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Rajan's about-turn on GDP: Why central bankers should be clear on what they speak

There is immense importance attached to every word a central banker utters, not just in India but in every country. Financial markets and media watch for their comments for cues, guidance on the state of economy and the likely course of monetary policy. Their comments are highly influential to direct the short-term course of financial markets.

Raghuram Rajan. Reuters

Raghuram Rajan. Reuters

Arguably, a central banker’s comments on economy carry much more credibility than a statement coming from a politician since the banker is a bureaucrat devoid of political or personal bias. Also, a central banker is often privy to key macro economic trends well in advance. That is why economists, media and international agencies await their comments. For the same reason, any flip-flop in their stance creates confusions.

Reserve Bank of India (RBI) governor Raghuam Rajan, a world renowned academic, economist and a central banker since 5 September 2013, is not someone who changes his stance every now and then. In Rajan’s own words, “My name is Raghuram Rajan and I do what I do 9and say what he say).” Rajan is known for his blunt and honest views, some times controversial ones, on various economic issues regardless of whether the power centres in the North Block are in agreement with them or not.

Also, the former International Monetary Fund (IMF) economist and Chief Economic Advisor (CEA) to the Indian government has never restricted his comments to topics pertaining to his domain — central banking — but a range of other issues including politically sensitive subjects such as ‘intolerance’, government-sponsored schemes and politically connected crony capitalists.

But, on Friday, Rajan seemed to reverse a crucial statement that he made just one day earlier — on the accuracy of gross domestic product numbers and the way government is calculating this measure of economic growth — which created confusions among public. “There are problems with the way we count GDP, which is why we need to be careful sometimes just talking about growth," Rajan said in his address at the 13th convocation at the RBI-promoted Indira Gandhi Institute of Development Research on Thursday. The comment instantly caught the attention of national media since there were questions raised on India’s GDP numbers ever since (to be specific one year back) the Narendra Modi government introduced new measure to count the GDP (based on gross value added (GVA) method instead of based on factor cost) and changing the base year of GDP calculation to 2011-12 from 2004-05.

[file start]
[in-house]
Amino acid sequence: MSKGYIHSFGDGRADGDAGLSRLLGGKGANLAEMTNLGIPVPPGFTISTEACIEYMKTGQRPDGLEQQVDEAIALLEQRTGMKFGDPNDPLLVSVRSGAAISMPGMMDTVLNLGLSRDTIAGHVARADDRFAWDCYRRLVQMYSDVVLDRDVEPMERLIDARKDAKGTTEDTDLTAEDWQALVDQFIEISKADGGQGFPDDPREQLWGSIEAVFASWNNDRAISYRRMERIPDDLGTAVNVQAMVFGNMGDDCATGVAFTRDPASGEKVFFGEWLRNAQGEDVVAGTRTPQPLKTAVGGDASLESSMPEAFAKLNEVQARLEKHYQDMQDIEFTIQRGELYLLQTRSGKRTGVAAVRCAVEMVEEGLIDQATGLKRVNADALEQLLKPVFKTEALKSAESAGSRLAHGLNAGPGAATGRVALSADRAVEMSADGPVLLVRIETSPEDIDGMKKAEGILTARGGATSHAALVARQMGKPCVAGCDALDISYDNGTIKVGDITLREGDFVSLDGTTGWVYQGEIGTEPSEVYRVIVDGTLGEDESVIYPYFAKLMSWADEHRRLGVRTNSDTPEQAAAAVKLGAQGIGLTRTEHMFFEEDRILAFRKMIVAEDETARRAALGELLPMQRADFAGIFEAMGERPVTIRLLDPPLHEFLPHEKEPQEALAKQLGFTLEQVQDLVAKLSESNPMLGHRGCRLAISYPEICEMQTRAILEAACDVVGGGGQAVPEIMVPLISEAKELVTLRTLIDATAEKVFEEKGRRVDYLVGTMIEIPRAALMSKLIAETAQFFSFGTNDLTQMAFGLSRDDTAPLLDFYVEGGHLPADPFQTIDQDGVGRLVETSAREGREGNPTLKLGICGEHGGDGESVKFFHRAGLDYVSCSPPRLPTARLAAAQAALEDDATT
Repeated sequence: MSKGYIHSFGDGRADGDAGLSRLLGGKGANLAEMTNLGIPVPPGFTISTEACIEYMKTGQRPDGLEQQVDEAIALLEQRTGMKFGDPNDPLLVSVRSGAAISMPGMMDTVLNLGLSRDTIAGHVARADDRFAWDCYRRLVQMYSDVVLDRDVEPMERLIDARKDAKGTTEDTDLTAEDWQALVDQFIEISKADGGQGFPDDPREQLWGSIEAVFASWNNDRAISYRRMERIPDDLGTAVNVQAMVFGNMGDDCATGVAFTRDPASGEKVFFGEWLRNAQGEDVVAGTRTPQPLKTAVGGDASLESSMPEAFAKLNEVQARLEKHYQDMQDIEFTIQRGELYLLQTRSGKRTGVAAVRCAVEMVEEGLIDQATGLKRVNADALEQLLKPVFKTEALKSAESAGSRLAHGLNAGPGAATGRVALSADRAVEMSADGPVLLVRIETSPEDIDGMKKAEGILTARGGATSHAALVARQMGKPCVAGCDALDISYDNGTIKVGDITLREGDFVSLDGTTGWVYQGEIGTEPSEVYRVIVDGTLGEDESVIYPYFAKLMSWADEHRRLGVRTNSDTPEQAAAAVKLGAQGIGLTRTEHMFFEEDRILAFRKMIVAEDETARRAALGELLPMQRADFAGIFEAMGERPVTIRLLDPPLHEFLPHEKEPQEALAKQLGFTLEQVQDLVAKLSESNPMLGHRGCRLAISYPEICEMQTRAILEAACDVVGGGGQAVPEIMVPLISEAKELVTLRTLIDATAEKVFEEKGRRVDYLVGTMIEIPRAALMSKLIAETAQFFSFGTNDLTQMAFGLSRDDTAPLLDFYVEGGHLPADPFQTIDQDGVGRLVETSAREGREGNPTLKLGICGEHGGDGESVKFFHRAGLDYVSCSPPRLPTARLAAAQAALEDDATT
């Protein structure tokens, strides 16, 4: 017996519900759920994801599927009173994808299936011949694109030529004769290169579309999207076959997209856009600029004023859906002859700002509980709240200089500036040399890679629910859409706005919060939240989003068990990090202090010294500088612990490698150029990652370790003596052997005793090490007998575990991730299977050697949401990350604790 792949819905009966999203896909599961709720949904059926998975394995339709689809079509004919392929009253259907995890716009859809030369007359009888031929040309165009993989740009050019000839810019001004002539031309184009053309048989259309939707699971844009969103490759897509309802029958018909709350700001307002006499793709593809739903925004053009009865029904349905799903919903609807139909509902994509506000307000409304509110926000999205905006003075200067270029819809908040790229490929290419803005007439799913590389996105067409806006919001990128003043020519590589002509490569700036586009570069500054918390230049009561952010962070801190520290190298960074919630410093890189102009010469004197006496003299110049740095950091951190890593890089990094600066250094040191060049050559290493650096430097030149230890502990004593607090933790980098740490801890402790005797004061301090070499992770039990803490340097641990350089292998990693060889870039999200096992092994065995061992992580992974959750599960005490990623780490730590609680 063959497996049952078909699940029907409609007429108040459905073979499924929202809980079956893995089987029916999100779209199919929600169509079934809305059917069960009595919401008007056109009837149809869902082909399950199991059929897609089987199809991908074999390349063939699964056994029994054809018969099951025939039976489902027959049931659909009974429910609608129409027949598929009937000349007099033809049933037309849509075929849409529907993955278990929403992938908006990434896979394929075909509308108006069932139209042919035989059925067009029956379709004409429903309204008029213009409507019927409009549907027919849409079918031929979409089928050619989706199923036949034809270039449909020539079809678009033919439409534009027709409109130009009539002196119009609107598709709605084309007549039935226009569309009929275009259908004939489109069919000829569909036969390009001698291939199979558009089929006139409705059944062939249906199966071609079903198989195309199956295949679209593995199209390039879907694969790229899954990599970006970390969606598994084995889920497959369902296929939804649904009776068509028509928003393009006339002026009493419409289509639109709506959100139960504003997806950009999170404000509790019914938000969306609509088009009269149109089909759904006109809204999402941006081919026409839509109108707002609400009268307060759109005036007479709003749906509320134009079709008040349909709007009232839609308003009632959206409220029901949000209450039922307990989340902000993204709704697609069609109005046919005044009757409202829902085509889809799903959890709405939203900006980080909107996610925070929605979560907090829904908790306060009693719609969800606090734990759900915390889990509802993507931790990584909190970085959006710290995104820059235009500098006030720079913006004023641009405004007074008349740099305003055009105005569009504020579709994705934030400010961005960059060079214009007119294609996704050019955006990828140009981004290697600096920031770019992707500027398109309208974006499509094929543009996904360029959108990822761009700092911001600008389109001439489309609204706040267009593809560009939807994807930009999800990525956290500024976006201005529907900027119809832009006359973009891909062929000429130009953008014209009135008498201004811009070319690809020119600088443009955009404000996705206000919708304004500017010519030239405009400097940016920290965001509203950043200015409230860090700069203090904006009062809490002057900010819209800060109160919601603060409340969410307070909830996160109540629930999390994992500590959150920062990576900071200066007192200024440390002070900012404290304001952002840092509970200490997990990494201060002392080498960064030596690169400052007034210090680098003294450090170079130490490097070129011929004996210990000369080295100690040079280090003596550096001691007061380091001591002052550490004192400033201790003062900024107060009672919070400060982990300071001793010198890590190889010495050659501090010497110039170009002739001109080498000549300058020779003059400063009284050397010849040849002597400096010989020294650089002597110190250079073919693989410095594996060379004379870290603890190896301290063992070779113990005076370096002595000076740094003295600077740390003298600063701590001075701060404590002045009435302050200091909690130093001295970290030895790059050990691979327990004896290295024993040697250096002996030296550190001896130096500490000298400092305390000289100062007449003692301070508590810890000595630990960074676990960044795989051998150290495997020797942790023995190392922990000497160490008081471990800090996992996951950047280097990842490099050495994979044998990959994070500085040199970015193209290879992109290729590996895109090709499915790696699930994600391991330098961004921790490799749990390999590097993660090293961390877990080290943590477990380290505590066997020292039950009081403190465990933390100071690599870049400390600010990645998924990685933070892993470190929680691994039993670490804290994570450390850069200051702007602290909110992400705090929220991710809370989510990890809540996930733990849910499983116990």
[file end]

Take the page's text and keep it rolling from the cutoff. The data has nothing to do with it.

The new method of GDP calculation instantly lifted the country’s GDP growth to 7.3 percent (now revised again to 7.2 percent) in fiscal year 2015 compared with 5.5 percent under the old series. This wide variation pointed to a disconnect between the new set of GDP numbers and high frequency macro-economic indicators in the economy, such as bank credit growth, corporate performance, auto sales, factory output and growth in the manufacturing sector.

But on Friday, while delivering the C D Deshmukh Memorial Lecture in Delhi, Rajan said he didn’t mean what had been interpreted by the media. “It was not anything about new GDP numbers or the way GDP is calculated. I think it's broadly correct," Rajan said, adding there are "no hidden messages" in his words and "You do not have to gauge intent. I am direct when I speak".

There are reasons why a section of economists have questioned the rebased GDP numbers. A Firstpost highlighted in a previous article, a highly stressed banking sector and tepid credit growth do not reflect a fast growing, strong economy. Secondly, the manufacturing growth has been tepid.

The tepid growth in factory output, also reflected in the core sector growth (fell 1.3 percent in November) and monthly PMI data (to 49.1 from 50.3 in November) indicate that revival in manufacturing activity has remained elusive. Third, corporate earnings haven’t picked up and finally, consumer demand and rural demand, in particular, has been poor. In this context, there is no surprise why Rajan’s comments on GDP caught immediate attention.

Were Rajan’s words misquoted or misinterpreted by the reporters who covered his IGIDR speech? The speech isn’t uploaded on the RBI website until this time nor did the RBI issue any official clarifications on his statement.

As Rajan himself said, the governor possibly didn’t intent to question the accuracy of India’s GDP numbers or the method of calculating GDP. But, clearly, his comments did appear to do so and spread confusion.

Updated Date: Feb 01, 2016 08:26 AM

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